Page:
I always love listening in on rehearsals, whether with groups my husband’s conducting or otherwise, in part for the wonderful music I hear and in large part because, as a non-musician myself, I can enjoy nearly any music more if I’ve not only listened to it a few times to become more familiarized but, especially, if I’ve gotten a sense of what the singers and/or players are being told about the work–its origins, history, style, particular complexities, and so forth–and are being asked to do with it musically and interpretively. Each group of artists converges at an entirely different point in time in the performing arts, each and every time they rehearse or perform, because in addition to gradually improving or changing skill levels and building affinities with the works in question, they each bring different degrees of their daily condition with them for the occasion: health, attitude, and the news of the last hour may color a performance and endanger or enrich it accordingly. All ages and levels of skill and experience and passion can have ‘off’ nights onstage or, conversely, magically exhilarating moments of unsurpassed attunement, somehow, with the universe.photo

I love actual performances, too, of course, where the high drama of potential crash-and-burn or apotheosis resides in every second of the concert, the recital, the act. The power that emerges from the performers nerving themselves and plunging wholeheartedly into the moment is a splendid spectacle and can transport us all to other places and planes. Not having the performance skills myself (nor the will or self-confidence to develop them as necessary), I am all the more aware of what’s at stake and how nearly incredible it is that great things come out of the effort so often. And, of course, that much more appreciative that there are those who can and will share such gifts with the rest of us.

What the last weeks have brought have included a huge range of such gifts. There was an outstanding high school choir whose fine conductors invited my husband to do an evening’s clinic with the singers on literature they’re preparing for a choral competition. Such joy and energy and responsiveness filling the room! Then, some of his sopranos and altos from one of the university choirs singing the lovely and yes, alluring ‘Sirènes‘ of Claude Debussy as guests on a university orchestra concert, calling all of us listeners to wreck our souls on the dangerous promontories of their imagined seashore. Two performances of the uni Symphony Orchestra in a showcase of some of the school’s powerhouse players, including a recently acquired, fabulous violinist who gave a mesmerizing performance of the Allegro moderato of Tchaikovsky‘s violin concerto (Op. 35) each time–once on campus, then at the Texas Music Educators’ Association conference 5 hours’ road-trip south, where if I weren’t musicked up enough lately I certainly could (and did) dive in among the over 25,000 musicians in attendance at the convention.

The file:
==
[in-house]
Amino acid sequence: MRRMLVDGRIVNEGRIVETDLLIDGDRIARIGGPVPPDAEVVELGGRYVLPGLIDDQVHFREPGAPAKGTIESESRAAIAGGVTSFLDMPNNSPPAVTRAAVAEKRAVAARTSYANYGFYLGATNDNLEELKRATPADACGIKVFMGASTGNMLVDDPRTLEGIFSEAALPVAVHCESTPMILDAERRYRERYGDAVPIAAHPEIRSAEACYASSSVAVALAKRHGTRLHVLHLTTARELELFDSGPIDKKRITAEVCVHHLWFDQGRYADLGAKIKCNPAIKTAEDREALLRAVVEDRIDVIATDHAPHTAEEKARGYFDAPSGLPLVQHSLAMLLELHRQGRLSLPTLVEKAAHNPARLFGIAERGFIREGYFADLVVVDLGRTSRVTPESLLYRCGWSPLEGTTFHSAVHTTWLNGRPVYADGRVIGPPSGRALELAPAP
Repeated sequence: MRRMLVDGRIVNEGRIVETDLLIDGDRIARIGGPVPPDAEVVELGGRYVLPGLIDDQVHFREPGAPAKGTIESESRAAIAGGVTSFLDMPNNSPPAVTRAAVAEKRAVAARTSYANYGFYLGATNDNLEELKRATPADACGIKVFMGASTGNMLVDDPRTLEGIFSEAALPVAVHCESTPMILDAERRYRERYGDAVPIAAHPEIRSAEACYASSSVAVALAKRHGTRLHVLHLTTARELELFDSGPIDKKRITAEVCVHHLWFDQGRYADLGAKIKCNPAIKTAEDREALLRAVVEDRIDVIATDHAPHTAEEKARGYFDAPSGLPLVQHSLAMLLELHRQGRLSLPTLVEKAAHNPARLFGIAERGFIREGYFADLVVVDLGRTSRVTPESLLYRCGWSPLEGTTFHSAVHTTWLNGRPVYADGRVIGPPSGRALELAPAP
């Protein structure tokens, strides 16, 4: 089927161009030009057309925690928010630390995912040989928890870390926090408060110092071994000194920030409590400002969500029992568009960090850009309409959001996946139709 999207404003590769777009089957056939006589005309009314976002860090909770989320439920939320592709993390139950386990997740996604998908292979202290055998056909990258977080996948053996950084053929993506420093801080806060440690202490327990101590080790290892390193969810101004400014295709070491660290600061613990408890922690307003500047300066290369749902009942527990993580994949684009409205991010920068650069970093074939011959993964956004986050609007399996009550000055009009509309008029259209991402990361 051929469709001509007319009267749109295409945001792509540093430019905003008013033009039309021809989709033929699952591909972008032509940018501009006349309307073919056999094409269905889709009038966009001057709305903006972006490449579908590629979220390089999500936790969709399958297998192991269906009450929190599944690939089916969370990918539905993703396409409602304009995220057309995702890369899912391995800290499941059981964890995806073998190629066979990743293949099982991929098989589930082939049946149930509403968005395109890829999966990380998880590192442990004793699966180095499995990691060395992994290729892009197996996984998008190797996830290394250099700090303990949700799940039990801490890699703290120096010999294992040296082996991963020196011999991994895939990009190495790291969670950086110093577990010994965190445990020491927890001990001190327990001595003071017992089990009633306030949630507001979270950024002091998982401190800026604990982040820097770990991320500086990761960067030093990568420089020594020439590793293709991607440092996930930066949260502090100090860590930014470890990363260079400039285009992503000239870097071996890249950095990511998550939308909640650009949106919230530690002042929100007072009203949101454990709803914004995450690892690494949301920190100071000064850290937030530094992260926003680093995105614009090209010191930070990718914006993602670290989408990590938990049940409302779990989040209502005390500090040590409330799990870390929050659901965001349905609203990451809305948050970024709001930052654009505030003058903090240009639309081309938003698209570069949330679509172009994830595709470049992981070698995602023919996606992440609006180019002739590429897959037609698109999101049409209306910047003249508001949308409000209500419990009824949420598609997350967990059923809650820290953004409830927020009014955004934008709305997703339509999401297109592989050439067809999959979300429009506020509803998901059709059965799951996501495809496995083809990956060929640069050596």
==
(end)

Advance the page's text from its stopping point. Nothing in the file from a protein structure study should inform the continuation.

There was a delightful performance by a doctoral conducting student with his recital choir. Lots of rehearsals and warmups and services with the church choirs, including lovely works by William Byrd, Morten Lauridsen, Gregorio Allegri. Rehearsals with the university Chamber and Collegium (early music) choirs going on as always, and new ones beginning with the combined singers from Collegium and Dr. Jerry McCoy‘s outstanding A Cappella Choir whom my partner was preparing for performances of George Frideric Handel‘s oratorio ‘Theodora‘ under the baton of Maestro Graeme Jenkins of the Dallas Opera, along with the university’s Baroque Orchestra. Ash Wednesday was a road-tripping adventure, with the two of us working at home in the morning, heading to Dallas for him to warm up and conduct the choir in the noon Ash Wednesday service at the church, dashing back to the university for his afternoon Chamber Choir rehearsal, then back to Dallas for the 6 pm service and a following weekly choir rehearsal before going home back north for the night. But oh, so much lovely music sandwiched in between car races!

That was followed by Thursday and Friday nights’ ‘Theodora’ performances–3 hours of ecstatic music about agonizing trials, or good old life-and-death oratorio drama of Handel’s best sort–and then, yesterday’s Metropolitan Opera broadcast of ‘Ernani’, which I told you about in last evening’s post. Squeezed between concerts and rehearsals, a few pauses while at home spent on listening to a Canadian rock CD (yes, pretty listenable!) I just got as a comp for letting the musicians use my art for their CD cover, and especially on stealing bits of time to revisit our nephew’s punk band Honningbarna when I can. Upcoming is, oh, just more of the same: more beautiful liturgical music-making at the church; more rehearsals, recitals, and concerts at school and in town; another major musicians’ conference; the Dallas Symphony Orchestra, opera at the university and perhaps the One O’Clock Lab Band (the university’s top, Grammy-nominated Jazz ensemble), if we can somehow manage the time for it. Holy Week services (about 8 in 5 days, counting only the ones my husband’s conducting). More of the same.photoAnd yet it is music: never quite the same thing twice, nor the same experience of it. Always powerful, always waking up parts of me that I may have forgotten or not even known were there to be awakened. A constantly changing stream of sound-waves that in turn, become oceans of music to buoy me up, toss me around, pull me in, and carry me far, far away.